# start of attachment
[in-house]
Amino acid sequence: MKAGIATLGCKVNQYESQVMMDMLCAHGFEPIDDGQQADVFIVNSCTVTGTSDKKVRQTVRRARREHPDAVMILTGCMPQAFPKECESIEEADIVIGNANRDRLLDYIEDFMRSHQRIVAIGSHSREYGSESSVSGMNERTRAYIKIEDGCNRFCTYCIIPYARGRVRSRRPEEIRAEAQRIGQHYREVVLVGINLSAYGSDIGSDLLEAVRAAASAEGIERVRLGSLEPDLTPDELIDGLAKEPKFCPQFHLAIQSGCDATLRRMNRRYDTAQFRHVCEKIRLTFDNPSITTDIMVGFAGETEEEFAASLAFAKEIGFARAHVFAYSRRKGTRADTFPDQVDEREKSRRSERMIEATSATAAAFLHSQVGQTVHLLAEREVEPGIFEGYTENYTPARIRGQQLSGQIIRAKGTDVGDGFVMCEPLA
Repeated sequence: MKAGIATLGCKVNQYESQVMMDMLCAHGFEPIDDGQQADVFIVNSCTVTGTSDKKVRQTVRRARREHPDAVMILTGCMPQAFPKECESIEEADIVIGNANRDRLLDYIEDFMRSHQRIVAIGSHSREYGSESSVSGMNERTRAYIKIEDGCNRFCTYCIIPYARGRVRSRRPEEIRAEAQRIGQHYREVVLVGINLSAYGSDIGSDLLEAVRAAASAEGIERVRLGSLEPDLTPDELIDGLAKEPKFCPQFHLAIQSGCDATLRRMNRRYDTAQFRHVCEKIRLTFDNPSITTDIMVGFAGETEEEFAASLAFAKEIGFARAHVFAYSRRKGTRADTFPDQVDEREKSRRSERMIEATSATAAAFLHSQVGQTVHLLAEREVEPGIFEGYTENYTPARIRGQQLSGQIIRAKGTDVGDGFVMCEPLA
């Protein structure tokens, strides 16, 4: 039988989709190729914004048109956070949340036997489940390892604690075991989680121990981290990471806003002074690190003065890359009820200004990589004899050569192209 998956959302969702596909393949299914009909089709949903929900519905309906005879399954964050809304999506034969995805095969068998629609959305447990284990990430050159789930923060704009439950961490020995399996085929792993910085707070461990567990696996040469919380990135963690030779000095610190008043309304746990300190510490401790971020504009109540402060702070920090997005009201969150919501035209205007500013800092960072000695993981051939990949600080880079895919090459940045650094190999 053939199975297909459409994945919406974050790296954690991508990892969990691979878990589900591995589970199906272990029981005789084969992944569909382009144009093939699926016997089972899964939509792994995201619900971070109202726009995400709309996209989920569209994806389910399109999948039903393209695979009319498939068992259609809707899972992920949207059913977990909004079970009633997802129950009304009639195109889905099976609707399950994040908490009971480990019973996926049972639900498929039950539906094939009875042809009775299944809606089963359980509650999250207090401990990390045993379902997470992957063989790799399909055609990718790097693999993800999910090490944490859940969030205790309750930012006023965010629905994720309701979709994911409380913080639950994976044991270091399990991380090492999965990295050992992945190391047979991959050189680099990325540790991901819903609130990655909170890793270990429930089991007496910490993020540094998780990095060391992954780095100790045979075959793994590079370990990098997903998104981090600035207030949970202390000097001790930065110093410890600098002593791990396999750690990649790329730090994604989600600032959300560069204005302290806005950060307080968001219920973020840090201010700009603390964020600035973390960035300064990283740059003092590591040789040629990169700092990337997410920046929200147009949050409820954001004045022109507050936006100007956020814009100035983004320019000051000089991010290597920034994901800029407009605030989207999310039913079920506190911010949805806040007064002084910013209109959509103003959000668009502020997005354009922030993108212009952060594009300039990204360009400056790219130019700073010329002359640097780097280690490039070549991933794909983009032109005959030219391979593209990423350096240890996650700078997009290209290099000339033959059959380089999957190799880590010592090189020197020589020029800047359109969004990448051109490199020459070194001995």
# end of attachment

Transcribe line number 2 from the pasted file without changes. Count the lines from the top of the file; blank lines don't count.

Amino acid sequence: MKAGIATLGCKVNQYESQVMMDMLCAHGFEPIDDGQQADVFIVNSCTVTGTSDKKVRQTVRRARREHPDAVMILTGCMPQAFPKECESIEEADIVIGNANRDRLLDYIEDFMRSHQRIVAIGSHSREYGSESSVSGMNERTRAYIKIEDGCNRFCTYCIIPYARGRVRSRRPEEIRAEAQRIGQHYREVVLVGINLSAYGSDIGSDLLEAVRAAASAEGIERVRLGSLEPDLTPDELIDGLAKEPKFCPQFHLAIQSGCDATLRRMNRRYDTAQFRHVCEKIRLTFDNPSITTDIMVGFAGETEEEFAASLAFAKEIGFARAHVFAYSRRKGTRADTFPDQVDEREKSRRSERMIEATSATAAAFLHSQVGQTVHLLAEREVEPGIFEGYTENYTPARIRGQQLSGQIIRAKGTDVGDGFVMCEPLA